Overweight Asian Americans are perceived to be more American than their thinner counterparts, according to their fellow Americans.
Researchers from the University of Washington sought to examine how stereotypes can help define who is seen as “American” and who is not. More specifically, researchers wanted to analyze how race and body shape influence perceptions of identity.
For the study, published in the journal Psychological Science, researchers recruited more than 1,000 college students from US universities. The participants viewed photos of men and women of a variety of races (black, Asian, white, and Latino) and weight. Researchers had edited the image to create thinner and heavier versions of each subject.
Participants were then asked to answer a number of questions on the subject’s nationality, including: “How likely is this person to have been born outside the US?” and “How likely is it that this person’s native language is English?”
The findings tell an interesting story about American identity. Asian Americans who appeared overweight were more likely than their thinner counterparts to be perceived as an American. But heaviness didn’t have the same effect on perceptions of other races. The weights of white, black, and Latino photo subjects had little influence on whether they were perceived to be American or not. The study also found that heavier Asian Americans were “more likely than their normal weight counterparts to be buffered from assumptions that they were living in the United States without documentation,” researchers note in the paper.
Americans, on average, more likely to be heavier than not. According to the Centers for Disease Control and Prevention, around 70% of American adults are overweight or obese. In comparison, just over half of adults in the EU are overweight. The prevalence of obesity is, on average, much lower among Asian Americans. While 34.5% of white Americans, 42.5 % of Latino Americans, and 48% of black Americans are obese; just 11.7% of Asian Americans are obese. That figure is even lower among native-born Asian immigrants.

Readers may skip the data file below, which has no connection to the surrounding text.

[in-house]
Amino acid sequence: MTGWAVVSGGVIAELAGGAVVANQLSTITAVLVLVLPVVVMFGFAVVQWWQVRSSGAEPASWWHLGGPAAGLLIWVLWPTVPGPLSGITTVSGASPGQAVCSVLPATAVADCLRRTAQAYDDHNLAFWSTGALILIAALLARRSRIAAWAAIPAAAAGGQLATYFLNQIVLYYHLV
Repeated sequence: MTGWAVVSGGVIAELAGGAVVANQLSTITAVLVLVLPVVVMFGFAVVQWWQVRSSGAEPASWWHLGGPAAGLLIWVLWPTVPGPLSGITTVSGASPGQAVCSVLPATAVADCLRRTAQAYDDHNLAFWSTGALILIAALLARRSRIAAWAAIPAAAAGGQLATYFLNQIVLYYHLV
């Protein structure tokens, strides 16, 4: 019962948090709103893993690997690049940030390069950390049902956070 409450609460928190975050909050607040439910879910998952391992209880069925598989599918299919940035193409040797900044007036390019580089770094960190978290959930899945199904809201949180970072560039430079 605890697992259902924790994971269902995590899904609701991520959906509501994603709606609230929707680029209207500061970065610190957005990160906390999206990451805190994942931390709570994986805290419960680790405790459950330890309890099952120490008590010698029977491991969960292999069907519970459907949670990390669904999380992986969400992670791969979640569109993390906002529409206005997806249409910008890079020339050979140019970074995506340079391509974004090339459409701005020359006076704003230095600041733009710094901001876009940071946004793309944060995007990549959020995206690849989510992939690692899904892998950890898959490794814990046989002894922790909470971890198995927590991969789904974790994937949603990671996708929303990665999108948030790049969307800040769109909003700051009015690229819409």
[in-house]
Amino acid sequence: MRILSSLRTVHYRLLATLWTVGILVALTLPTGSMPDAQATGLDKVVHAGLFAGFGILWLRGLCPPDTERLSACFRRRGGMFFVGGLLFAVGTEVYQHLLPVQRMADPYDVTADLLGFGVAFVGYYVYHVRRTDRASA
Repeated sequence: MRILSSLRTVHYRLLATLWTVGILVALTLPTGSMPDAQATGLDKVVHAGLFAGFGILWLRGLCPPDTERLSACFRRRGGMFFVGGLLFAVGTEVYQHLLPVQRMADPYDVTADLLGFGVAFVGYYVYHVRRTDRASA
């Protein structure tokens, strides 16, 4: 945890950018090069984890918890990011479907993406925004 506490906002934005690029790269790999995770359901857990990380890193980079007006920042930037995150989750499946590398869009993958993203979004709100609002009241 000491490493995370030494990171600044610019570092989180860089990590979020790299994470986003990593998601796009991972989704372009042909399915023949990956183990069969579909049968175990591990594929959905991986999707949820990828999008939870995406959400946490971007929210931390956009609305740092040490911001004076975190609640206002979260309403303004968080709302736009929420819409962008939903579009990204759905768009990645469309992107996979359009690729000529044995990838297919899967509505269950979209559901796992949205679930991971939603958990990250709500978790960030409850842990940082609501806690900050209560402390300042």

While overweight people often face discrimination for the way they look and behave, Sapna Cheryan, co-author of the study, said in a statement that the findings point to “an unusual possible protective benefit of being heavier for Asian Americans.” For heavier Asian Americans, the “extra weight allows them to be seen as more American and less likely to face prejudice directed at those assumed to be foreign.”
The study fits with the team’s previous research, which found that US immigrant groups eat American dishes to prove their American identity and show they have integrated into American society. But in a bid to belong, immigrant groups are choosing unhealthy American dishes over healthier traditional foods.
The researchers ended their paper calling for wider representation of ethnic minorities in the media and politics.